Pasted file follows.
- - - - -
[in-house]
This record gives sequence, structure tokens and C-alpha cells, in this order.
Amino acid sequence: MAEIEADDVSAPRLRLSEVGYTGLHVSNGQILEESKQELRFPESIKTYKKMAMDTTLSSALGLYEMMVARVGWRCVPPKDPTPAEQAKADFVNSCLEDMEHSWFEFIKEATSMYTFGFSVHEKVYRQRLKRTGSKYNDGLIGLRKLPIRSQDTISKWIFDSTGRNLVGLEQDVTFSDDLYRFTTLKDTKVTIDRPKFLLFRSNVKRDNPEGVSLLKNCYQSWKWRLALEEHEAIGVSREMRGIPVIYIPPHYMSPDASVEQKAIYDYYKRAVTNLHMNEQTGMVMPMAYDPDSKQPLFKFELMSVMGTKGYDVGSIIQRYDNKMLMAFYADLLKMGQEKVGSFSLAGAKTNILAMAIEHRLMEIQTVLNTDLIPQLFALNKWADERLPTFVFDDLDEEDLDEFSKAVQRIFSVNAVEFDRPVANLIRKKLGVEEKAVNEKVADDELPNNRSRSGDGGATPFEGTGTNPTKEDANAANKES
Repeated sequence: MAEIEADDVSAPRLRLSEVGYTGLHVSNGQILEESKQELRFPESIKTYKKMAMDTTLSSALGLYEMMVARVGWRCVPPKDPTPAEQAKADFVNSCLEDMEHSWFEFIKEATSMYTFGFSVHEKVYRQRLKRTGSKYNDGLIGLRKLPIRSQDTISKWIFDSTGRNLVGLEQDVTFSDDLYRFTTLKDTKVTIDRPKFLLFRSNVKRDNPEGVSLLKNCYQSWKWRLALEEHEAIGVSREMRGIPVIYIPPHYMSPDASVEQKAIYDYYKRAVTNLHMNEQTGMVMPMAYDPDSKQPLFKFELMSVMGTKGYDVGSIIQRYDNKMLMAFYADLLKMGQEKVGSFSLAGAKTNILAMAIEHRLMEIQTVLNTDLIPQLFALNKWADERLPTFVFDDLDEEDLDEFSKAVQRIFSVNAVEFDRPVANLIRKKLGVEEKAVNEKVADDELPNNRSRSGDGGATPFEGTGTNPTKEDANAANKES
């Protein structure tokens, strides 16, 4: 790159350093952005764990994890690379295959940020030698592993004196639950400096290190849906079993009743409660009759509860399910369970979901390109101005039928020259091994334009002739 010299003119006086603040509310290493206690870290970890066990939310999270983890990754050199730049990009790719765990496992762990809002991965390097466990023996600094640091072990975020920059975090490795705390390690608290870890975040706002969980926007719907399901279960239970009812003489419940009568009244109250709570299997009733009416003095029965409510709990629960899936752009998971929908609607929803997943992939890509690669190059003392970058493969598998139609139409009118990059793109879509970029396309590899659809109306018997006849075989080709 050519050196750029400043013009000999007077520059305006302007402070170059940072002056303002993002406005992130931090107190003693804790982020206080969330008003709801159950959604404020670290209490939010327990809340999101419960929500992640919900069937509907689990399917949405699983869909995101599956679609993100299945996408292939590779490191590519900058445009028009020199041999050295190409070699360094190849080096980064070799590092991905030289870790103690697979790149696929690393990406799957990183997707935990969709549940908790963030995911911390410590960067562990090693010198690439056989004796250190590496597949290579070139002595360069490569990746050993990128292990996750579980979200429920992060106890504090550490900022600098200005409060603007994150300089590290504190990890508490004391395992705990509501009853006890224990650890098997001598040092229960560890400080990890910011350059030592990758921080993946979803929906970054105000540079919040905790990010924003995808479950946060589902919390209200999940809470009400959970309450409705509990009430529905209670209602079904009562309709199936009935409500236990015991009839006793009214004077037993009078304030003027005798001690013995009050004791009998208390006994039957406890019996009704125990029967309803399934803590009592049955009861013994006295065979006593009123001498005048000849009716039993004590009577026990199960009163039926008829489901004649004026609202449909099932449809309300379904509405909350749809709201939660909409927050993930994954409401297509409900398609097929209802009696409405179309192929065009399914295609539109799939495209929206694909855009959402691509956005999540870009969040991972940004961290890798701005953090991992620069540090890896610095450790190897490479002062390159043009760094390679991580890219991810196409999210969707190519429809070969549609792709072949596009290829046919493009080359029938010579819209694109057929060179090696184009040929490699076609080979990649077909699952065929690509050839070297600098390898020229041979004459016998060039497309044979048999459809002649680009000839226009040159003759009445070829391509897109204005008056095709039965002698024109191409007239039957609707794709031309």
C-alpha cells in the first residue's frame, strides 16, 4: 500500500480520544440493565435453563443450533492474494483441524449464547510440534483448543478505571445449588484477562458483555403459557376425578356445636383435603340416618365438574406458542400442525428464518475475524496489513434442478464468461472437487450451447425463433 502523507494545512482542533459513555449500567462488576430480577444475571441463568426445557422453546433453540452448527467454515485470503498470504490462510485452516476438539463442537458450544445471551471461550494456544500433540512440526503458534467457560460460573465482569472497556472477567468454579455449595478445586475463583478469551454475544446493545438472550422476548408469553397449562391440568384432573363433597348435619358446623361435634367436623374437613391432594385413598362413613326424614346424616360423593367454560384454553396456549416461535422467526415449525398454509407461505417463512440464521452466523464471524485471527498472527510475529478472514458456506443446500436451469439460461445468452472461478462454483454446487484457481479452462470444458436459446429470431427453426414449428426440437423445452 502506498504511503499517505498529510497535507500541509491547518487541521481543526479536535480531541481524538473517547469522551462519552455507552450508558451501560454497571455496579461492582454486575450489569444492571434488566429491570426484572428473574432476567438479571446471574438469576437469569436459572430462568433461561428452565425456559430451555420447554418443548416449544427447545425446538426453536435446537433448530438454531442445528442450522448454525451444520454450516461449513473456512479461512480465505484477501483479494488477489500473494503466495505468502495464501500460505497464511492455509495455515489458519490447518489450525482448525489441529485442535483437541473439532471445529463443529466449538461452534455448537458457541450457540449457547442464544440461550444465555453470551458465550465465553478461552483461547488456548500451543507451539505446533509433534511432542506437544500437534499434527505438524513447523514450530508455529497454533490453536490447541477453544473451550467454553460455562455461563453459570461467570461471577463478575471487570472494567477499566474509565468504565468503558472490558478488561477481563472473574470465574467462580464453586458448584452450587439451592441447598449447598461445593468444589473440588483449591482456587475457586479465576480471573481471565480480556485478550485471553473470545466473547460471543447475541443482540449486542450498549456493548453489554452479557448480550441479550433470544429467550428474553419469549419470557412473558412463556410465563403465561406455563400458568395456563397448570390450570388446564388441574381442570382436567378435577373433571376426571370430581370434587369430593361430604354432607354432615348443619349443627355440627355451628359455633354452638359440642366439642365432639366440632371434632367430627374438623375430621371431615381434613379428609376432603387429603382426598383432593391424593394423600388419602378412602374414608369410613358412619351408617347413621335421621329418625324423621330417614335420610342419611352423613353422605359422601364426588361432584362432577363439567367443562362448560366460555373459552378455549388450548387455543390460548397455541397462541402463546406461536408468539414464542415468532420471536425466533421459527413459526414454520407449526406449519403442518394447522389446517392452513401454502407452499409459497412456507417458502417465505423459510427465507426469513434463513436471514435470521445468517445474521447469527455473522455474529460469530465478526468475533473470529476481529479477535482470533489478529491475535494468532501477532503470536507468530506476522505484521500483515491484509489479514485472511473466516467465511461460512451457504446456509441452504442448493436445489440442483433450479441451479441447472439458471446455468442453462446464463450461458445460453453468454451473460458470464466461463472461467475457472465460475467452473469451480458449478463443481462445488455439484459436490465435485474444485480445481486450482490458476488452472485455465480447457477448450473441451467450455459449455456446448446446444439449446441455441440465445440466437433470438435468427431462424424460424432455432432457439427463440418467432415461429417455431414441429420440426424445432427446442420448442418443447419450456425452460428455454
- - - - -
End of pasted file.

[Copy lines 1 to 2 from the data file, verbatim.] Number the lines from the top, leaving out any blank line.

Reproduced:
[in-house]
This record gives sequence, structure tokens and C-alpha cells, in this order.